R Karthik, chief marketing officer at Lodha Group told, “We have already sold 150 units since the launch of Trump Towers in August, of which 20 per cent is purchased by NRIs, 10 per cent buyers are from other markets and the remaining inventory is purchased by Mumbai-based high-profile industrialists.”  

Karthik further said that the Lodha Group had actually planned the launch six months back but delayed it hoping for a better time when optimism among high-end buyers would be high.

Upcoming super-luxury apartment, ‘The Reserve’ by the Runwal Group. Photograph: Courtesy, Runwal Group

Subodh Runwal, director, Runwal Group too is happy with the response he has got from the buyers for his ‘Reserve Project’ in Worli (Mumbai) for which the apartments are priced anything between Rs 7- Rs 15 crore (Rs 70-Rs 150 million). “We will announce more premium projects, soon” he says.

Omkar Realtors too is bullish on sales for its Alta Monte project at Malad (Mumbai suburb) where flats are priced around Rs 1.7 crore (Rs 17 million) to Rs 9 crore (Rs 90 million).

Bharat Dhuppar, chief marketing officer at Omkar says industrialists and entrepreneurs are upbeat on luxury lifestyle with an overall optimism.  

However, he agrees that despite the Sensex crossing 27,000 points, the real estate index has moved up hardly to the 2,000 level.

This dismal performance is, however, not due to the luxury segment which is around 5-7 per cent of the total real estate sector, he says.

Pankaj Kapoor, managing director of realty research firm Liases Foras, however, disgarees with builders who are tom-tomming about the number of bookings they have received for such uber-luxury flats.

According to him there would be around 1000 new ultra luxury homes coming up in Mumbai’s tony areas including Lower Parel, Worli and Carmichael Road which would be priced not less than Rs 7 crore (Rs 70 million) on the lower end. But he is sceptical about the number of actual sales that will happen.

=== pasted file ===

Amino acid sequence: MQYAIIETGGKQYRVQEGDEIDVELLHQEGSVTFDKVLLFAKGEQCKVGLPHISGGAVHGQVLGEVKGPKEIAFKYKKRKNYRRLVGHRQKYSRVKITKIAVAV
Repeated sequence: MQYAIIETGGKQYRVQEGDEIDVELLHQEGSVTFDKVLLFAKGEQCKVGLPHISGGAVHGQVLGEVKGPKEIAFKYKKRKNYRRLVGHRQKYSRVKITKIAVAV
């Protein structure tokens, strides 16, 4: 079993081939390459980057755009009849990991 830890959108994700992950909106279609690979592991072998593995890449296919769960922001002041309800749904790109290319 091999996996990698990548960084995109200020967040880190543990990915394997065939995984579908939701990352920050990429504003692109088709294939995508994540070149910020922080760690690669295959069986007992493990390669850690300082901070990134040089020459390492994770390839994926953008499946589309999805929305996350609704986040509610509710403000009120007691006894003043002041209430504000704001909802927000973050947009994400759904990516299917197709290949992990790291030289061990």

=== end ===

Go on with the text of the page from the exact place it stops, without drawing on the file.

“Builders had years ago bought land in government auctions but could not go ahead with constructions because of a slack in demand and lack of funds.  Since these builders already had land, this is an appropriate time for them to lure customers into buying ultra uber apartments,” Kapoor says.

A few builders have even hired architects of global repute to impress potential buyers. “This clearly shows that developers want to lure as many customers they can before the tide turns against them,” he adds.

Image: A sample flat from Omkar Realtor’s upcoming Alta Monte project in Malad.  Photograph: Courtesy, Omkar Realtors 


Puja Gupta, India director of real estate social media firm PropTalkies is also sceptical about the sudden 'growth' in luxury home segment as propagated by the builders.

She believes there could be few purchases due to an overall bullishness in the sector.

It is still a wait-and-watch situation, she says. “There could be wealthy investors who wouldn’t mind paying 15-20 per cent for booking these luxury homes purely for investment purposes on hopes of a decent appreciation.

I doubt whether they would be actually buying the property on completion of the project,” adds Gupta.